Iraqi forces begin new anti-ISIS sweep in al-Sharqat

By Khalid al-Taie


Iraqi forces comb the desert area near al-Sharqat for ISIS remnants on July 24th. [Photo courtesy of the Salaheddine police directorate]

Iraqi forces and tribal units on Friday (September 28th) began a security campaign to track down "Islamic State of Iraq and Syria" (ISIS) remnants hiding out in al-Sharqat district in northern Salaheddine province.

Units from the local police, army and 51st Brigade of the tribal mobilisation forces in al-Sharqat are participating in the operation.

The new campaign, the latest in a week-long series of security operations, aims to clear the outskirts of the city of al-Sharqat of pockets of ISIS remnants.

"We have started another operation to hunt down the enemy," 51st tribal brigade commander Sheikh Asham al-Jubury told Diyaruna, adding that ISIS fighters will not "enjoy any moment of rest or reassurance".


An Iraqi officer prepares his troops for an assault on an ISIS hideout on the banks of the Tigris river south of al-Sharqat on April 19th. [Photo courtesy of the Salaheddine police directorate]

Previous sweeps have focused on villages south of al-Sharqat on the bank of the Tigris river up to al-Baj, the Makhoul mountains and the edge of al-Hadr desert.

"We are in a state of constant alert, continuously searching those areas and hunting down terrorists in river islands, caves, valleys and desert," he said.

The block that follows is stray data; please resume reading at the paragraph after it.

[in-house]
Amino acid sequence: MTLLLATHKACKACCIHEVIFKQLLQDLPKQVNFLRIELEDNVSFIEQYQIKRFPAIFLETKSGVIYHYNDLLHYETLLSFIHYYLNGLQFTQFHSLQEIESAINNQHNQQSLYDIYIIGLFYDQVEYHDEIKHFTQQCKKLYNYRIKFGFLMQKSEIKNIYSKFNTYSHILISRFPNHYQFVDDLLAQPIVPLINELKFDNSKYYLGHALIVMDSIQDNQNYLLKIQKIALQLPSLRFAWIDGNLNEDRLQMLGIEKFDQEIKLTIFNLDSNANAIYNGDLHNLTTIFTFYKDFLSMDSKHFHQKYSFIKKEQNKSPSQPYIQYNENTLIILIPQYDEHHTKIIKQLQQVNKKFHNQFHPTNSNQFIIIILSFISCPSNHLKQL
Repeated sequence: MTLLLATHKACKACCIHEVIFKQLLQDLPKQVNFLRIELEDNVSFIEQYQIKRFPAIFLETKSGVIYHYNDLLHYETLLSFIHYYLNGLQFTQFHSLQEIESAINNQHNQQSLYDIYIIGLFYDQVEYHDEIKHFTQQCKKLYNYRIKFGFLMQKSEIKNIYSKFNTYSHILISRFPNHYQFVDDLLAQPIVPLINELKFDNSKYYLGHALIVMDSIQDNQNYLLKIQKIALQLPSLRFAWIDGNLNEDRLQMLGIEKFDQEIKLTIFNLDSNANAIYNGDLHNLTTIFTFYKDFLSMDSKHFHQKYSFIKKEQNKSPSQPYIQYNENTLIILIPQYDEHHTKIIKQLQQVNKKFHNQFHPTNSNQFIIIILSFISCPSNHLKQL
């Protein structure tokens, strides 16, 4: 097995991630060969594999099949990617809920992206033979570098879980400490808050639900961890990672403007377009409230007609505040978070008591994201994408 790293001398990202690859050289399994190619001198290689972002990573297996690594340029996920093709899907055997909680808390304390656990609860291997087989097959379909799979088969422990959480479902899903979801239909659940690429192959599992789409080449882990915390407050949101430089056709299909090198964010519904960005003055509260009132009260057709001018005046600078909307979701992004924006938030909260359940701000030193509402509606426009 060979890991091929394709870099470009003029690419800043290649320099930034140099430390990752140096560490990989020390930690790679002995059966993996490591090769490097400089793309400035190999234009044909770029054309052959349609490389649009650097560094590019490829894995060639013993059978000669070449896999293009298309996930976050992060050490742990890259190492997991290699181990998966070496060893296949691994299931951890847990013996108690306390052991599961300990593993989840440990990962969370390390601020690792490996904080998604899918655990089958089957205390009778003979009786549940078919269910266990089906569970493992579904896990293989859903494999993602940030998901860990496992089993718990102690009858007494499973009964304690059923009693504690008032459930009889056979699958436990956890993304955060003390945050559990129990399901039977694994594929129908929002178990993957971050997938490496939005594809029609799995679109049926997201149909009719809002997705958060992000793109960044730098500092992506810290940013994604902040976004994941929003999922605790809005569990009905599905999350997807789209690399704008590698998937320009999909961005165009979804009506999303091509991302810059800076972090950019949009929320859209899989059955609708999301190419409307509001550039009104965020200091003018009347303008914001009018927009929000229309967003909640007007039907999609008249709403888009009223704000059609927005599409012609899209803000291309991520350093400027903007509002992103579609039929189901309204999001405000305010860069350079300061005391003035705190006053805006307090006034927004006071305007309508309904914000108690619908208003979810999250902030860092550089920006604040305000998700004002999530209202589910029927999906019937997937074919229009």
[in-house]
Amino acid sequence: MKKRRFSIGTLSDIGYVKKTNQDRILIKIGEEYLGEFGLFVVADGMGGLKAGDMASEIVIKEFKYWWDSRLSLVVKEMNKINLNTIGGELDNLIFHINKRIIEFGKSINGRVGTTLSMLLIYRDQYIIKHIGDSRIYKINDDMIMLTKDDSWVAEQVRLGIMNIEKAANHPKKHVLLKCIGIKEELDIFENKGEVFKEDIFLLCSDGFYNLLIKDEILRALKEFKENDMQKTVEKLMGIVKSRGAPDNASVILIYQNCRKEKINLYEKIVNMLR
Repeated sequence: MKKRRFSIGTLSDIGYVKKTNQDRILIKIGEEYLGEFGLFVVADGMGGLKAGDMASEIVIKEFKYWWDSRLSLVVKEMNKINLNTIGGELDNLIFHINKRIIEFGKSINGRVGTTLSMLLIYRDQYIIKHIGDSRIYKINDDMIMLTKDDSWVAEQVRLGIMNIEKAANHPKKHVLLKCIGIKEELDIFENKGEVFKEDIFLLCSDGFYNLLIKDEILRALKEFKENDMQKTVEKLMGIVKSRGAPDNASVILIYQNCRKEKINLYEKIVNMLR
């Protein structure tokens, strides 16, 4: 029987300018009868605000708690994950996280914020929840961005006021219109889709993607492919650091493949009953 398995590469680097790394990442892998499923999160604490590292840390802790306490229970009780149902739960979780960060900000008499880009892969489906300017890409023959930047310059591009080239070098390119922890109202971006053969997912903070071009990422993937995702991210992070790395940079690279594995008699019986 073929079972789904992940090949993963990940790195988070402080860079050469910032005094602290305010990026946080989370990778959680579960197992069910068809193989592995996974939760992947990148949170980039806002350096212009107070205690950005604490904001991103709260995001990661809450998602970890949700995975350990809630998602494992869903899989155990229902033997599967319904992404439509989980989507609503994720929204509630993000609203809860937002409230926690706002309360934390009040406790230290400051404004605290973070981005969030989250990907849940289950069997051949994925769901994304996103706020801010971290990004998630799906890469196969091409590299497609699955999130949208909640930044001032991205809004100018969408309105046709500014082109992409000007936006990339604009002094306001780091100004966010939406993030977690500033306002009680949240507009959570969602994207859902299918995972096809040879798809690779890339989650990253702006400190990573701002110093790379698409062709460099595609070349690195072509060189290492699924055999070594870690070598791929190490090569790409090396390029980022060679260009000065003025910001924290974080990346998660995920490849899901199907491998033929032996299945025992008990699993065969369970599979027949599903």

ISIS hideout destroyed

Sweep operations began last Saturday with a "major attack", al-Jubury said.

"Our units, in co-operation with the police forces and the Salaheddine Operations Command, searched the area between the village of al-Zawiya and al-Naml mountain," he said.

"During the search, an ISIS stronghold was found, and during its blockade and the engagement with them, the [elements] fled to a tunnel in [al-Naml] mountain," he said.

"They were then hit in an airstrike and the tunnel was destroyed."

In total, 11 Iraqi ISIS elements were killed in the airstrike, two of whom have been identified, he said, along with their places of residence.

Weapons and explosives were seized in the tunnel, al-Jubury said.

The attack was followed by searches and sweeps in nearby areas, which yielded no further evidence of ISIS elements or activity.

"We believe this attack broke the back of the terrorists in those areas," he said, adding, that "this does not necessarily mean there is no danger anymore".

"Our campaigns and security efforts will continue to direct the heaviest blows at the ISIS remnants," he added.

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